For ORIZABA TO URIQUE / RIVER DEEP MOUNTAIN HIGH, leading international sculptor Richard Long presents all new work at acclaimed architect Luis Barragán’s iconic modernist landmark, Cuadra San Cristóbal in Mexico. Using local materials, sourced from quarries within the valley of Mexico City and Puebla, Long has created work inspired by Barragán and the local architecture.Read more
Richard Long first visited Mexico in 1979, during which he climbed both the country’s highest mountain, Pico de Orizaba, and visited the deepest canyon, Urique, on a few of his iconic walks. Over the following decades, he has embarked upon numerous trips around the country, including thirteen days in the Sierra Tarahumara in 1987 in which he conceived the important photographic and text work, Thirty Seven Campfires. This exhibition, however, marks the first time Long has created work in Mexico City, the metropolitan centre, using stone he personally selected from local municipalities— Ecatzingo, Chinalhuacan and Pachuca. The four sculptures installed on the grounds, rendered in black volcanic stone, red volcanic stone and river stone, not only nod to his longstanding history in Mexico but to the country’s rich agricultural and architectural history.
ORIZABA TO URIQUE RIVER DEEP MOUNTAIN HIGH is commissioned by Oscar Humphries and produced by Joanna Thornberry, with support by Lisson Gallery. The exhibition has been conceived in careful consultation with the Egerström family — the owners and occupiers of Cuadra San Cristóbal and the family for whom the property was built. This sensitive intervention sheds new light on this well-known landmark as well as providing an unprecedented perspective on the work of one of the world’s foremost conceptual artists. This is only the second exhibition ever staged at Cuadra San Cristóbal, the first being a solo exhibition of work by renowned abstract artist Sean Scully in 2017.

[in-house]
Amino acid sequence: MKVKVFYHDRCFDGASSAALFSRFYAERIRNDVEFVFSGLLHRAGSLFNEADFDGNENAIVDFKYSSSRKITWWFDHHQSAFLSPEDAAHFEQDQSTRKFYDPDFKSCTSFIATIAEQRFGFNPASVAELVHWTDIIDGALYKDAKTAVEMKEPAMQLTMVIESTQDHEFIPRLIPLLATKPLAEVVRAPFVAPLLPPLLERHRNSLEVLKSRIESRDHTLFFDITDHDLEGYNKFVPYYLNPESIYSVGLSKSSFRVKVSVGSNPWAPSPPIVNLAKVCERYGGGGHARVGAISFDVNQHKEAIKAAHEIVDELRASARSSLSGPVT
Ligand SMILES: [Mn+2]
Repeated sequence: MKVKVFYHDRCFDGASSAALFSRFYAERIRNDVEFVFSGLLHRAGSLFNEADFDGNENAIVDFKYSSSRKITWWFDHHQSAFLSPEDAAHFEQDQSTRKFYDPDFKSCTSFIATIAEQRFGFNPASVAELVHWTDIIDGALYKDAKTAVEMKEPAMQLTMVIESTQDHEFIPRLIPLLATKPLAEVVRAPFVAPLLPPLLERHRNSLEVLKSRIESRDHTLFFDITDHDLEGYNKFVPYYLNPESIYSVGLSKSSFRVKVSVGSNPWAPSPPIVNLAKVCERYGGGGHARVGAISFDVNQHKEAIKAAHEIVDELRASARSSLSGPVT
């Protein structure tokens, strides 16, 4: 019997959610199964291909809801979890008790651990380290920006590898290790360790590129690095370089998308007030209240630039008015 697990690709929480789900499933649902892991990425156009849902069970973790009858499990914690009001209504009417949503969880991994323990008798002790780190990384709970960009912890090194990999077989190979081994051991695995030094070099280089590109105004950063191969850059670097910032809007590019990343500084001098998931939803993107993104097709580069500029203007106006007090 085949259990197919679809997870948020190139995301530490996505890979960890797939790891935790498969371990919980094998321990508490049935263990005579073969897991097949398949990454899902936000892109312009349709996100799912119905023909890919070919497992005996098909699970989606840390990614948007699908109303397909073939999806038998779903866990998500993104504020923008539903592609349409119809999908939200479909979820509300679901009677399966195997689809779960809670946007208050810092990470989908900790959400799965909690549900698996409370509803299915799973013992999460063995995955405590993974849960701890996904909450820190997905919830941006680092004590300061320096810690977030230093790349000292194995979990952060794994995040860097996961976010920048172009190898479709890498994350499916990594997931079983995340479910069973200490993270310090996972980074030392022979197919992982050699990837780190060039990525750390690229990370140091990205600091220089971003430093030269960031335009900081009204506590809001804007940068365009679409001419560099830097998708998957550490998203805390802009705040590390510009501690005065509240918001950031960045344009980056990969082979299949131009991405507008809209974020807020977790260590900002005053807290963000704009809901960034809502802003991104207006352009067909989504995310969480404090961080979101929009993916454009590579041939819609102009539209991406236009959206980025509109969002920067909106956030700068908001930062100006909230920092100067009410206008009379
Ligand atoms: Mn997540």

About Cuadra San Cristóbal
Cuadra San Cristóbal was built in 1966 by acclaimed Mexican architect Luis Barragán as an equestrian and residential complex for the Egerström family. Luis Barragán (1902-1988) was born in Guadalajara, Mexico. Having graduated as an engineer from the Escuela Libre de Ingenieros in 1923, he travelled to Europe. There he encountered the new architecture of the Bauhaus Group and Le Corbusier (whom he met in the 1930s). Returning to Mexico, Barragán opened his architectural practice in Mexico City in 1937 and there developed his distinctive and humane style which has come to define the world’s vision of a modern Mexico, and indeed mid-century architecture more broadly. Notable examples of his work include Cuadra San Cristóbal (1966–68); Gilardi House (1975–77) and the convent Tlalpan Chapel (1954–60) – all of which are located in and around Mexico City. His place on the international stage was cemented in 1980 when he was awarded the acclaimed Pritzker Prize. His personal home, the Luis Barragán House and Studio, was declared a UNESCO World Heritage Site in 2004.